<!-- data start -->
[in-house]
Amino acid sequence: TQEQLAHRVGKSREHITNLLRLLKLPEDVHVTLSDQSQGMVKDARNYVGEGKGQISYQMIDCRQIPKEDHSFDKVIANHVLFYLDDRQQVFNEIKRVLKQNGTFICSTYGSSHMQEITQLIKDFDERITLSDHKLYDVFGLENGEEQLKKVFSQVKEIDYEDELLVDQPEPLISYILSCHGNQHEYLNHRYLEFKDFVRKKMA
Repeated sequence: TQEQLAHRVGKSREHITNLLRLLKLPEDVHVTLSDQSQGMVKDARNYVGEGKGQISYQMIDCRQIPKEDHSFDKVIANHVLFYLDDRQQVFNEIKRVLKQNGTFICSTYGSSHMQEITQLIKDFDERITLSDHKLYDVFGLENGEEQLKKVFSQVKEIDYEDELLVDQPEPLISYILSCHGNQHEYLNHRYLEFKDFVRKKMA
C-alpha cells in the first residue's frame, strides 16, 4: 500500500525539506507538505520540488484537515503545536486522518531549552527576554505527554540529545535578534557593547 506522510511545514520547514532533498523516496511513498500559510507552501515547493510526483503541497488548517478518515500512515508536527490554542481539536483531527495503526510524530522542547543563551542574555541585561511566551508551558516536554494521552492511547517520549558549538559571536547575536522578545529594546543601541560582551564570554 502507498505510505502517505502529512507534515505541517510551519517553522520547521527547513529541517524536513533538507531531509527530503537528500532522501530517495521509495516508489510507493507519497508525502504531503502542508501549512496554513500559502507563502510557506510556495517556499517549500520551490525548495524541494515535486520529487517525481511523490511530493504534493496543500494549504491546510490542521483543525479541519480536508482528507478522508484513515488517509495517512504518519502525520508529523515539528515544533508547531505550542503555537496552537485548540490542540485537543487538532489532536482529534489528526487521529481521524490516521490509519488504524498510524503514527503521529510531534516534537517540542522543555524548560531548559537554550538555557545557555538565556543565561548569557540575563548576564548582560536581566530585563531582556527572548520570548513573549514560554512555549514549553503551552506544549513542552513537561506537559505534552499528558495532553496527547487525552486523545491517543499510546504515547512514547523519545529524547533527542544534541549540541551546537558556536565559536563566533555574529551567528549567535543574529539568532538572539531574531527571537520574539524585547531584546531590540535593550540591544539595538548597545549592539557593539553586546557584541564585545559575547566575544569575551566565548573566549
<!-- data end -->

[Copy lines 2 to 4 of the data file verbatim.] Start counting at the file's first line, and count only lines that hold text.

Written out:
Amino acid sequence: TQEQLAHRVGKSREHITNLLRLLKLPEDVHVTLSDQSQGMVKDARNYVGEGKGQISYQMIDCRQIPKEDHSFDKVIANHVLFYLDDRQQVFNEIKRVLKQNGTFICSTYGSSHMQEITQLIKDFDERITLSDHKLYDVFGLENGEEQLKKVFSQVKEIDYEDELLVDQPEPLISYILSCHGNQHEYLNHRYLEFKDFVRKKMA
Repeated sequence: TQEQLAHRVGKSREHITNLLRLLKLPEDVHVTLSDQSQGMVKDARNYVGEGKGQISYQMIDCRQIPKEDHSFDKVIANHVLFYLDDRQQVFNEIKRVLKQNGTFICSTYGSSHMQEITQLIKDFDERITLSDHKLYDVFGLENGEEQLKKVFSQVKEIDYEDELLVDQPEPLISYILSCHGNQHEYLNHRYLEFKDFVRKKMA
C-alpha cells in the first residue's frame, strides 16, 4: 500500500525539506507538505520540488484537515503545536486522518531549552527576554505527554540529545535578534557593547 506522510511545514520547514532533498523516496511513498500559510507552501515547493510526483503541497488548517478518515500512515508536527490554542481539536483531527495503526510524530522542547543563551542574555541585561511566551508551558516536554494521552492511547517520549558549538559571536547575536522578545529594546543601541560582551564570554 502507498505510505502517505502529512507534515505541517510551519517553522520547521527547513529541517524536513533538507531531509527530503537528500532522501530517495521509495516508489510507493507519497508525502504531503502542508501549512496554513500559502507563502510557506510556495517556499517549500520551490525548495524541494515535486520529487517525481511523490511530493504534493496543500494549504491546510490542521483543525479541519480536508482528507478522508484513515488517509495517512504518519502525520508529523515539528515544533508547531505550542503555537496552537485548540490542540485537543487538532489532536482529534489528526487521529481521524490516521490509519488504524498510524503514527503521529510531534516534537517540542522543555524548560531548559537554550538555557545557555538565556543565561548569557540575563548576564548582560536581566530585563531582556527572548520570548513573549514560554512555549514549553503551552506544549513542552513537561506537559505534552499528558495532553496527547487525552486523545491517543499510546504515547512514547523519545529524547533527542544534541549540541551546537558556536565559536563566533555574529551567528549567535543574529539568532538572539531574531527571537520574539524585547531584546531590540535593550540591544539595538548597545549592539557593539553586546557584541564585545559575547566575544569575551566565548573566549